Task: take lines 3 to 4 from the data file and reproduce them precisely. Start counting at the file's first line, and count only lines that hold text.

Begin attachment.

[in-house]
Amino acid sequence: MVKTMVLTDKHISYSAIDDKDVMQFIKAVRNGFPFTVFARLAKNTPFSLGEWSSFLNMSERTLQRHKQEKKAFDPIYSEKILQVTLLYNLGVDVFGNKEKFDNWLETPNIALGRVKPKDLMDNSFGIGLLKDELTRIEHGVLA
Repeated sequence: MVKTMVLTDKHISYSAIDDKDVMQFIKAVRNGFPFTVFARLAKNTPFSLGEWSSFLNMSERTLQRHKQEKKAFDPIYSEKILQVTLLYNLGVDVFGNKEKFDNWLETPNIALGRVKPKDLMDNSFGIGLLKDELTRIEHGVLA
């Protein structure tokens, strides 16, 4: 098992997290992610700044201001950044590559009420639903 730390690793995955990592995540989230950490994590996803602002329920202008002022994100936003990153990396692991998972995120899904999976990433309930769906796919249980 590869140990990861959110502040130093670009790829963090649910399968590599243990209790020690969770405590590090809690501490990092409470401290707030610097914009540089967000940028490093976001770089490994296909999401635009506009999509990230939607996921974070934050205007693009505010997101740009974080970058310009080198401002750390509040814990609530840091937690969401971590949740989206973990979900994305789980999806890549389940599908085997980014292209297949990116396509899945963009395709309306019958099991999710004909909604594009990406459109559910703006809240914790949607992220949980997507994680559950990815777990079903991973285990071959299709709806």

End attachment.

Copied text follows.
Repeated sequence: MVKTMVLTDKHISYSAIDDKDVMQFIKAVRNGFPFTVFARLAKNTPFSLGEWSSFLNMSERTLQRHKQEKKAFDPIYSEKILQVTLLYNLGVDVFGNKEKFDNWLETPNIALGRVKPKDLMDNSFGIGLLKDELTRIEHGVLA
């Protein structure tokens, strides 16, 4: 098992997290992610700044201001950044590559009420639903 730390690793995955990592995540989230950490994590996803602002329920202008002022994100936003990153990396692991998972995120899904999976990433309930769906796919249980 590869140990990861959110502040130093670009790829963090649910399968590599243990209790020690969770405590590090809690501490990092409470401290707030610097914009540089967000940028490093976001770089490994296909999401635009506009999509990230939607996921974070934050205007693009505010997101740009974080970058310009080198401002750390509040814990609530840091937690969401971590949740989206973990979900994305789980999806890549389940599908085997980014292209297949990116396509899945963009395709309306019958099991999710004909909604594009990406459109559910703006809240914790949607992220949980997507994680559950990815777990079903991973285990071959299709709806």